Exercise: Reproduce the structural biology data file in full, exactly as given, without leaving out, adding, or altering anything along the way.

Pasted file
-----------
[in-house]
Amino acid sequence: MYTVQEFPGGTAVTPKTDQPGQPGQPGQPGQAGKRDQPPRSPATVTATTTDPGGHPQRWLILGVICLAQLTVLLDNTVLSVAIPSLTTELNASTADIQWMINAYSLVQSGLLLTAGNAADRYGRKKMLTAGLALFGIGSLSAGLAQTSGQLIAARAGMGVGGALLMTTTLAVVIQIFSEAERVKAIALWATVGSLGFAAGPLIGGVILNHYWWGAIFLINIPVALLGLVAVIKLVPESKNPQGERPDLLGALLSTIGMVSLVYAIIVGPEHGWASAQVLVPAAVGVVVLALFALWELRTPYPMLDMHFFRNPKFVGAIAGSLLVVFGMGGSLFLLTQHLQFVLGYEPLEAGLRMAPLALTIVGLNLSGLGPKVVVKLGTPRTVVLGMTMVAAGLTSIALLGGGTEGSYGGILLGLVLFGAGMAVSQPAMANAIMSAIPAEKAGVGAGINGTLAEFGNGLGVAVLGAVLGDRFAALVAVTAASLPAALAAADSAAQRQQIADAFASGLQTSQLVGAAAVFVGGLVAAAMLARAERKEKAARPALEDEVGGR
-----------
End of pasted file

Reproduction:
[in-house]
Amino acid sequence: MYTVQEFPGGTAVTPKTDQPGQPGQPGQPGQAGKRDQPPRSPATVTATTTDPGGHPQRWLILGVICLAQLTVLLDNTVLSVAIPSLTTELNASTADIQWMINAYSLVQSGLLLTAGNAADRYGRKKMLTAGLALFGIGSLSAGLAQTSGQLIAARAGMGVGGALLMTTTLAVVIQIFSEAERVKAIALWATVGSLGFAAGPLIGGVILNHYWWGAIFLINIPVALLGLVAVIKLVPESKNPQGERPDLLGALLSTIGMVSLVYAIIVGPEHGWASAQVLVPAAVGVVVLALFALWELRTPYPMLDMHFFRNPKFVGAIAGSLLVVFGMGGSLFLLTQHLQFVLGYEPLEAGLRMAPLALTIVGLNLSGLGPKVVVKLGTPRTVVLGMTMVAAGLTSIALLGGGTEGSYGGILLGLVLFGAGMAVSQPAMANAIMSAIPAEKAGVGAGINGTLAEFGNGLGVAVLGAVLGDRFAALVAVTAASLPAALAAADSAAQRQQIADAFASGLQTSQLVGAAAVFVGGLVAAAMLARAERKEKAARPALEDEVGGR